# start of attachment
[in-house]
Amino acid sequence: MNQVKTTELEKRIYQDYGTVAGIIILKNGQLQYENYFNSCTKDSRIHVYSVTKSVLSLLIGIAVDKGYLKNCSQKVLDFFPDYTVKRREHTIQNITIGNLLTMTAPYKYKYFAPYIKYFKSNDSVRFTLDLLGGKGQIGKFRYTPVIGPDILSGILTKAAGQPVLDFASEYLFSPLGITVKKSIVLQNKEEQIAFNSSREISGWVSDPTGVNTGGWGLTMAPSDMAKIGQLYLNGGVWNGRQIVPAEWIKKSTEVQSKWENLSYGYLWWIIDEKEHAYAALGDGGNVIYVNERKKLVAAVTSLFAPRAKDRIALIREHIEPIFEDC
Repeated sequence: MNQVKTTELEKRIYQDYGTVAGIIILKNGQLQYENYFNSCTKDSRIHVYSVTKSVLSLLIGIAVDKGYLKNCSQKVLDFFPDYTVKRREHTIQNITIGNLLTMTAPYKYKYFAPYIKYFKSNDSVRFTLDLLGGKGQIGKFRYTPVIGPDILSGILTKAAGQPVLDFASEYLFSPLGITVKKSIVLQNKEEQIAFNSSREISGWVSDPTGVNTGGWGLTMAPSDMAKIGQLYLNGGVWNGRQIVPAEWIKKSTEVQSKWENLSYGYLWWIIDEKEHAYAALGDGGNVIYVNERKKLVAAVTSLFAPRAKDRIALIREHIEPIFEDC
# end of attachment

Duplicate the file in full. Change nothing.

[in-house]
Amino acid sequence: MNQVKTTELEKRIYQDYGTVAGIIILKNGQLQYENYFNSCTKDSRIHVYSVTKSVLSLLIGIAVDKGYLKNCSQKVLDFFPDYTVKRREHTIQNITIGNLLTMTAPYKYKYFAPYIKYFKSNDSVRFTLDLLGGKGQIGKFRYTPVIGPDILSGILTKAAGQPVLDFASEYLFSPLGITVKKSIVLQNKEEQIAFNSSREISGWVSDPTGVNTGGWGLTMAPSDMAKIGQLYLNGGVWNGRQIVPAEWIKKSTEVQSKWENLSYGYLWWIIDEKEHAYAALGDGGNVIYVNERKKLVAAVTSLFAPRAKDRIALIREHIEPIFEDC
Repeated sequence: MNQVKTTELEKRIYQDYGTVAGIIILKNGQLQYENYFNSCTKDSRIHVYSVTKSVLSLLIGIAVDKGYLKNCSQKVLDFFPDYTVKRREHTIQNITIGNLLTMTAPYKYKYFAPYIKYFKSNDSVRFTLDLLGGKGQIGKFRYTPVIGPDILSGILTKAAGQPVLDFASEYLFSPLGITVKKSIVLQNKEEQIAFNSSREISGWVSDPTGVNTGGWGLTMAPSDMAKIGQLYLNGGVWNGRQIVPAEWIKKSTEVQSKWENLSYGYLWWIIDEKEHAYAALGDGGNVIYVNERKKLVAAVTSLFAPRAKDRIALIREHIEPIFEDC